- Library Research Plus provides expert insight from The University of Manchester Library’s Research Services for researchers in all disciplines including business.
- My Learning Essentials, the Library’s award-winning skills progamme includes online resources with a wealth of useful tips on searching, referencing, writing to support personal and professional development.
Exploring our resources – try the Business and Management Resources page (LibGuides), scroll down to category or tag cloud in the right-hand column, search this blog (top right) or search Manchester Business Answers 24/7 (FAQ). For latest news see @MBSLibrary Follow @MBSLibrary
When using Datastream, what do you do if the “Datatypes” button is disabled, or the “No datatype” box is greyed out? There are two common reasons why this happens, with easy but unexpected resolutions.
This only applies to Datastream Desktop, (we use version 5.1).
You may have chosen to perform a static request, under the option “Analysis, Single Series – Data, Static Data”. In this case, the datatype is selected under the blue “Settings” button (above the “Run Now!” button). From here, you can select up to nine datatypes using the “Datastream Navigator” button .
If you have chosen a report, such as “Analysis, Overview of Company Performance”, no datatype selection is available.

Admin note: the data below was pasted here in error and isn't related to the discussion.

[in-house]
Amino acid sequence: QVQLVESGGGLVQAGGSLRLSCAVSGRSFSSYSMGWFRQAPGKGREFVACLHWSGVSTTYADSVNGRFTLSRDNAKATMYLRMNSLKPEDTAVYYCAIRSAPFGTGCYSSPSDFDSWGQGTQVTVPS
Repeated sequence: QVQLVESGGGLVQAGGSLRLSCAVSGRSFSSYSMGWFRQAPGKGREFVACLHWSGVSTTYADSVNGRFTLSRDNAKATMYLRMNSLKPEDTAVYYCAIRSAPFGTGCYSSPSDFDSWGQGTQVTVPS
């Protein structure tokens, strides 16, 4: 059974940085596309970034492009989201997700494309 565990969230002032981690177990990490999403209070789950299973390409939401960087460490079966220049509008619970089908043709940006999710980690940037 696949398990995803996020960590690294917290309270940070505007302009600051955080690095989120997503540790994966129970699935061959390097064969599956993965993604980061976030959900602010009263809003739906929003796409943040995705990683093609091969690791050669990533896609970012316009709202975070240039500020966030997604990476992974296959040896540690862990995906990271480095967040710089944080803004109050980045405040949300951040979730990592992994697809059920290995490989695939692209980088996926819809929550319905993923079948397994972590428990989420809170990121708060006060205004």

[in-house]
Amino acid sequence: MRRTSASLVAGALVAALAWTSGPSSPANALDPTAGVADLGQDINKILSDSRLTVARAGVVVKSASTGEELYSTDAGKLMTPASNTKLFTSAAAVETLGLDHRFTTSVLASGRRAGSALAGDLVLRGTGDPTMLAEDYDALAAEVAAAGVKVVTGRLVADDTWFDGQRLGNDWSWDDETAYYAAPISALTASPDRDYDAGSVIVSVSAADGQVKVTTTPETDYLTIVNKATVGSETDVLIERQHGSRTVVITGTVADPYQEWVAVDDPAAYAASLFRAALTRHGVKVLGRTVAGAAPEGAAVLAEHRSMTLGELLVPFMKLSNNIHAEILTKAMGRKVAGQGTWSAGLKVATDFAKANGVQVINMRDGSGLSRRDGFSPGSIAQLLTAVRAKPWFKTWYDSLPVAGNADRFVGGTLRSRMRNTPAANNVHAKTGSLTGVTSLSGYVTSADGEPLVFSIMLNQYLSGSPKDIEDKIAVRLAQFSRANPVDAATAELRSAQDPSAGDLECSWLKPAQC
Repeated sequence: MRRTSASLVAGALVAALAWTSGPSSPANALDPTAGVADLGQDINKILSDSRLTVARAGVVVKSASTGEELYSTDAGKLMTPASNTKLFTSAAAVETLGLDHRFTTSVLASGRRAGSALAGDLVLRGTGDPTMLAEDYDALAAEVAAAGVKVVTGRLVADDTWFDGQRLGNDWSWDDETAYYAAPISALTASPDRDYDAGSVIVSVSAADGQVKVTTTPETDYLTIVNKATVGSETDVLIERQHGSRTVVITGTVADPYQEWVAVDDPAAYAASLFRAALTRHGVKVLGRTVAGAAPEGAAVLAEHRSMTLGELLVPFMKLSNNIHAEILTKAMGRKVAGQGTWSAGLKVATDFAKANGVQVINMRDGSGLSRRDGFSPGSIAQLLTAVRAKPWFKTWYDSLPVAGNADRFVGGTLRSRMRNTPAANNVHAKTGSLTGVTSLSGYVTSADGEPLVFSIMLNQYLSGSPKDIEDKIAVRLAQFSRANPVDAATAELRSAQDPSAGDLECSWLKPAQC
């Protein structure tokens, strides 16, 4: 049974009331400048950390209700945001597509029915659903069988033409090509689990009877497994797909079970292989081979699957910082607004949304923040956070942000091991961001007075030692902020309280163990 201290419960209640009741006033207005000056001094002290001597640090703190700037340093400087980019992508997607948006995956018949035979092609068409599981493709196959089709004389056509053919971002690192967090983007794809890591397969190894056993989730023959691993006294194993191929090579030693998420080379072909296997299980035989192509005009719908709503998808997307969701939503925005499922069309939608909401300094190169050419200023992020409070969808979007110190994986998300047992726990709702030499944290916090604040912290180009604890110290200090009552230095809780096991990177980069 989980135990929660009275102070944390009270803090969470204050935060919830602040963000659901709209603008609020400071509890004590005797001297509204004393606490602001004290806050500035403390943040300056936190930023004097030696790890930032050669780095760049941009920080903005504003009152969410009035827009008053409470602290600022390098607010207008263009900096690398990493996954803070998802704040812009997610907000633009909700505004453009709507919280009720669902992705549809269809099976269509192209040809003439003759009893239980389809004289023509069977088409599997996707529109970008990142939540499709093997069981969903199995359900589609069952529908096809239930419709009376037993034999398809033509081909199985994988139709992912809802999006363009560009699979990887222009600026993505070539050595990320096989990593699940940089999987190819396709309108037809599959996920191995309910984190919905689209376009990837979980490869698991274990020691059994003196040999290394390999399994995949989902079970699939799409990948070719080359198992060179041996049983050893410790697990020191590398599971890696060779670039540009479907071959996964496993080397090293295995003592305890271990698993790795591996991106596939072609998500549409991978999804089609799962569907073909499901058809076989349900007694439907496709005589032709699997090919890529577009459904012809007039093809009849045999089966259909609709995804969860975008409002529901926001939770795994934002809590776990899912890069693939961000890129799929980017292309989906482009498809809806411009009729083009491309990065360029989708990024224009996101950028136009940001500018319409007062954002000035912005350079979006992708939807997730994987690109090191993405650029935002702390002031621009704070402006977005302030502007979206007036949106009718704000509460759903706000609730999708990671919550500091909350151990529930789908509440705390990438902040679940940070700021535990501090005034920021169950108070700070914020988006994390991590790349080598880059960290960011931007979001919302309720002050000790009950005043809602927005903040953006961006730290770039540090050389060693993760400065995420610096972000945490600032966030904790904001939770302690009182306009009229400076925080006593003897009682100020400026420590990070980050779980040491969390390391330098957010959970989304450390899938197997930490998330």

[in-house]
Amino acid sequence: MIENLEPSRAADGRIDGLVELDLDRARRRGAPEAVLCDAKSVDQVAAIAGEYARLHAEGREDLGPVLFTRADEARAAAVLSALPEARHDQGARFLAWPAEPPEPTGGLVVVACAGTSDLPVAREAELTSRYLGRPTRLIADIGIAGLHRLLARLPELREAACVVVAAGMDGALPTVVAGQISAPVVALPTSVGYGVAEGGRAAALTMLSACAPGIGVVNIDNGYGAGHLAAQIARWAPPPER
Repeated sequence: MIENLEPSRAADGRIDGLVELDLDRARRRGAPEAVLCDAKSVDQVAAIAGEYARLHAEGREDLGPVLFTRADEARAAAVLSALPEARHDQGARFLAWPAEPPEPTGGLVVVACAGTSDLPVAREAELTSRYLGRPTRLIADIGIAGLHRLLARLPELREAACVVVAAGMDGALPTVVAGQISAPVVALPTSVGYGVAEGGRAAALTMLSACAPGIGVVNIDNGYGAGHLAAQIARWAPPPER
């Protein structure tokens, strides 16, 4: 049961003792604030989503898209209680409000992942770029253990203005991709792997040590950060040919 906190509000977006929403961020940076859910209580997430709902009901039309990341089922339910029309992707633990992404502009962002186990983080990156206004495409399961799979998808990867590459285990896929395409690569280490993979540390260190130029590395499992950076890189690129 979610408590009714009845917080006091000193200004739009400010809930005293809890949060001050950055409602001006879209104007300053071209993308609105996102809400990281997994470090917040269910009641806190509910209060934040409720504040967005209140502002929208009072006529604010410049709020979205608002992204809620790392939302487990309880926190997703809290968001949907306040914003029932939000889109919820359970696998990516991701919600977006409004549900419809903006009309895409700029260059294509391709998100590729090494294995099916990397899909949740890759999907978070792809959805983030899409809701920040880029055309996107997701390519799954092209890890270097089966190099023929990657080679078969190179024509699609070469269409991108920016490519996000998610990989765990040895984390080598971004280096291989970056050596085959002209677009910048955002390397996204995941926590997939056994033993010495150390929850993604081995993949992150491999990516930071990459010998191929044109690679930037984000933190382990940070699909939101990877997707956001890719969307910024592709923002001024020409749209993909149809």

Reason 2: Time series request button bug
If you have chosen to perform a time series request, under the option “Analysis, Single Series – Data, Time Series Data”, the “Datatypes” button should be clickable. Next to it is a “No Datatype” tick box which will enable and disable the “Datatypes” button.
Occasionally, this tick box gets stuck. You can fix it by doing the following.
- Tick the “Expert” tick box
- Untick the “Expert” tick box
- Now you can untick the “No datatype” box
The keyboards in the Bloomberg Suite at The University of Manchester Library have been upgraded.
The new keyboards, called “Starboard” by Bloomberg, are lighter and quieter to use, with the full-size layout of numeric keypad, cursor keys and bank of keys above the numeric pad.
The extra row of keys across the top are mostly the same, as are the colours. The main differences that may affect you are as follows.
- The F1 function is now “Help” instead of “Law”. Previously, the Help key was just above the F1 key.
- The “End/Back” key is now better labelled; previously, it was labelled “End/Menu” and users often did not know that pressing it was the easiest way to go back one screen.
- There is a built-in microphone as well as speakers, and the headphone socket on the rear also accepts the single plug headphones and microphone layout common to mobile phone earphones (including the iPhone remote). We request users consider others in the room when using these features.